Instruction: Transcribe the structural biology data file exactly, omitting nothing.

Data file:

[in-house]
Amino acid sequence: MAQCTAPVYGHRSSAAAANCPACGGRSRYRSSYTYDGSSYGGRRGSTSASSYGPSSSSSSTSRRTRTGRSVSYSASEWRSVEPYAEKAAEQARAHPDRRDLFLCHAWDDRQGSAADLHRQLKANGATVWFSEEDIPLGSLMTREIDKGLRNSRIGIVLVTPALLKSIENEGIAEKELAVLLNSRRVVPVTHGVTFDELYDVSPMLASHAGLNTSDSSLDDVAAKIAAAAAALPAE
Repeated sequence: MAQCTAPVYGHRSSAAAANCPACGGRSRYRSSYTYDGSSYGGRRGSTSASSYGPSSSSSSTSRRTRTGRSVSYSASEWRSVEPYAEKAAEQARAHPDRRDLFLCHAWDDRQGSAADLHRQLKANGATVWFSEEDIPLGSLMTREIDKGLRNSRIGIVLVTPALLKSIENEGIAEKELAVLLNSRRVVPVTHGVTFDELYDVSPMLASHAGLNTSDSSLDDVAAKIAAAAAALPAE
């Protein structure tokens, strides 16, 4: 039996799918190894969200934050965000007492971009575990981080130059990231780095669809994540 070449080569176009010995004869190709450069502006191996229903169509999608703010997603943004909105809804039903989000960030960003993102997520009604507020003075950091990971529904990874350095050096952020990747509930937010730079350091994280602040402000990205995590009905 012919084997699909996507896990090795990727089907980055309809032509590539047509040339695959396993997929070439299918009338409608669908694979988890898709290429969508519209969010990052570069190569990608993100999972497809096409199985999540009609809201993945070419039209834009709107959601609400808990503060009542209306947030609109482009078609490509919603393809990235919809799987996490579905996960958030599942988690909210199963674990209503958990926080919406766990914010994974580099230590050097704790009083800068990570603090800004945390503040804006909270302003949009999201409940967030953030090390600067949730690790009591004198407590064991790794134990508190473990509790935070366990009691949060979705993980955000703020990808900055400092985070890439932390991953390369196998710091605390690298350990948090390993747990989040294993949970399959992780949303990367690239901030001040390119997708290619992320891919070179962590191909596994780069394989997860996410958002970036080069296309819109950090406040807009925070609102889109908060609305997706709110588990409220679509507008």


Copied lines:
[in-house]
Amino acid sequence: MAQCTAPVYGHRSSAAAANCPACGGRSRYRSSYTYDGSSYGGRRGSTSASSYGPSSSSSSTSRRTRTGRSVSYSASEWRSVEPYAEKAAEQARAHPDRRDLFLCHAWDDRQGSAADLHRQLKANGATVWFSEEDIPLGSLMTREIDKGLRNSRIGIVLVTPALLKSIENEGIAEKELAVLLNSRRVVPVTHGVTFDELYDVSPMLASHAGLNTSDSSLDDVAAKIAAAAAALPAE
Repeated sequence: MAQCTAPVYGHRSSAAAANCPACGGRSRYRSSYTYDGSSYGGRRGSTSASSYGPSSSSSSTSRRTRTGRSVSYSASEWRSVEPYAEKAAEQARAHPDRRDLFLCHAWDDRQGSAADLHRQLKANGATVWFSEEDIPLGSLMTREIDKGLRNSRIGIVLVTPALLKSIENEGIAEKELAVLLNSRRVVPVTHGVTFDELYDVSPMLASHAGLNTSDSSLDDVAAKIAAAAAALPAE
């Protein structure tokens, strides 16, 4: 039996799918190894969200934050965000007492971009575990981080130059990231780095669809994540 070449080569176009010995004869190709450069502006191996229903169509999608703010997603943004909105809804039903989000960030960003993102997520009604507020003075950091990971529904990874350095050096952020990747509930937010730079350091994280602040402000990205995590009905 012919084997699909996507896990090795990727089907980055309809032509590539047509040339695959396993997929070439299918009338409608669908694979988890898709290429969508519209969010990052570069190569990608993100999972497809096409199985999540009609809201993945070419039209834009709107959601609400808990503060009542209306947030609109482009078609490509919603393809990235919809799987996490579905996960958030599942988690909210199963674990209503958990926080919406766990914010994974580099230590050097704790009083800068990570603090800004945390503040804006909270302003949009999201409940967030953030090390600067949730690790009591004198407590064991790794134990508190473990509790935070366990009691949060979705993980955000703020990808900055400092985070890439932390991953390369196998710091605390690298350990948090390993747990989040294993949970399959992780949303990367690239901030001040390119997708290619992320891919070179962590191909596994780069394989997860996410958002970036080069296309819109950090406040807009925070609102889109908060609305997706709110588990409220679509507008």